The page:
Trouble Ahead: “As for the timing of trouble, we should have our eyes glued to the stock market. If or when the Dow breaks below 12,000, that would be my first danger signal. Below 11,000 on the Dow would be my second danger signal. And below Dow 10,000 would be my signal for “all out trouble.” In the meantime, we wait and watch and avoid doing anything stupid like loading up on stocks.” – Richard Russell – Dow Theory Letters
A Useful Fiction: Everybody Loves a Melt-Up Stock Market
A sudden sharp decline in stocks may not thrill retail investors, but it would be catnip for big trading desks that used the melt-up rally to get short.
One of the more useful Wall Street fictions is the naive notion that big players and small-fry equity owners alike love low-volatility “melt-up” markets that slowly creep higher on low volume. The less attractive reality is that big trading desks find low-volatility “melt-up” markets useful for one thing: to sucker retail buyers and less-adept fund managers into an increasingly vulnerable market.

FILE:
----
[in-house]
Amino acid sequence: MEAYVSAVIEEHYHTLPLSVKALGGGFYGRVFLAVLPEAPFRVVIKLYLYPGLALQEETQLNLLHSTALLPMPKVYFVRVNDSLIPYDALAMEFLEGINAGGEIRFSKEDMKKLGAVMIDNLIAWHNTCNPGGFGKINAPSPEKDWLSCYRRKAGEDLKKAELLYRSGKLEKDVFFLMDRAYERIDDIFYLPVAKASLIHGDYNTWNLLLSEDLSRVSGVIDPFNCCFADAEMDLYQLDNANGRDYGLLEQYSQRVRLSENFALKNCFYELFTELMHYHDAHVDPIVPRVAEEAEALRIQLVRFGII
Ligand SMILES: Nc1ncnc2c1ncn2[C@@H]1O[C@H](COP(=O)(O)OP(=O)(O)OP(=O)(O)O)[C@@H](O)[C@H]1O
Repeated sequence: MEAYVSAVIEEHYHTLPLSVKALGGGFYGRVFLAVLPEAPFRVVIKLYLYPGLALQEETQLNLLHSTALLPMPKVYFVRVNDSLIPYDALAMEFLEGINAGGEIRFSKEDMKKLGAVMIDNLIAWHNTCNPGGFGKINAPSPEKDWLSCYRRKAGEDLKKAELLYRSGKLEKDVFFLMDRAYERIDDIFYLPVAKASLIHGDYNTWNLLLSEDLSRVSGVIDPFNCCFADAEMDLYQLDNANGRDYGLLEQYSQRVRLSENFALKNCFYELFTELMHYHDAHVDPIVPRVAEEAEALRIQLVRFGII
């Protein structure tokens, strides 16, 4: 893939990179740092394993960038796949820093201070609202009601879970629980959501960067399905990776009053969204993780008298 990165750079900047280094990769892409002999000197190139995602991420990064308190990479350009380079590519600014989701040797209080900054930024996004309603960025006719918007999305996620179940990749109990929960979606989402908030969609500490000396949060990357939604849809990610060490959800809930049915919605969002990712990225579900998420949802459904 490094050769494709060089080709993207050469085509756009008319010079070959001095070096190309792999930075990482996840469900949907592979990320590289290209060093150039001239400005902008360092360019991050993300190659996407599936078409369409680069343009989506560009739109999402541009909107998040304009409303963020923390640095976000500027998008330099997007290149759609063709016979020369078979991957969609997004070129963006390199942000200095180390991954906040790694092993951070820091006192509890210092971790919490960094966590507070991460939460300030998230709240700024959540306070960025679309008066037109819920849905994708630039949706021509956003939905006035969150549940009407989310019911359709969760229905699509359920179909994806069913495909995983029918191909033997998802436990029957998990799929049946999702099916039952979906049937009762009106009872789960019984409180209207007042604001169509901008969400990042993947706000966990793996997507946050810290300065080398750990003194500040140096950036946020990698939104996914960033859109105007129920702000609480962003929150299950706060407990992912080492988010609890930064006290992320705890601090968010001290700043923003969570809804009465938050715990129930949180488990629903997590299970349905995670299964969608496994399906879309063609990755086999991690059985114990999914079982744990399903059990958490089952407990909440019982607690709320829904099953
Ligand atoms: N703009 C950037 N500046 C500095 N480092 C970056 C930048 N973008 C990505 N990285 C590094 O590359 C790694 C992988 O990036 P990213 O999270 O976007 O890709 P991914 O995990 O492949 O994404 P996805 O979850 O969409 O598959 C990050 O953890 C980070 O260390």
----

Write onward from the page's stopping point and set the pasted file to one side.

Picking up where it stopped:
Beyond that utility, low-volatility “melt-up” markets are of little value to big trading desks for the simple reason that there is no way to outperform in markets that lack volatility. The retail crowd may love a market that slowly gains 4% for the year, barely budging for months, but such a market is anathema to big traders.
It’s always useful to ask cui bono–to whose benefit? In this case, highly volatile markets don’t benefit clueless retail equities owners, as they are constantly whipsawed out of “sure-thing” positions.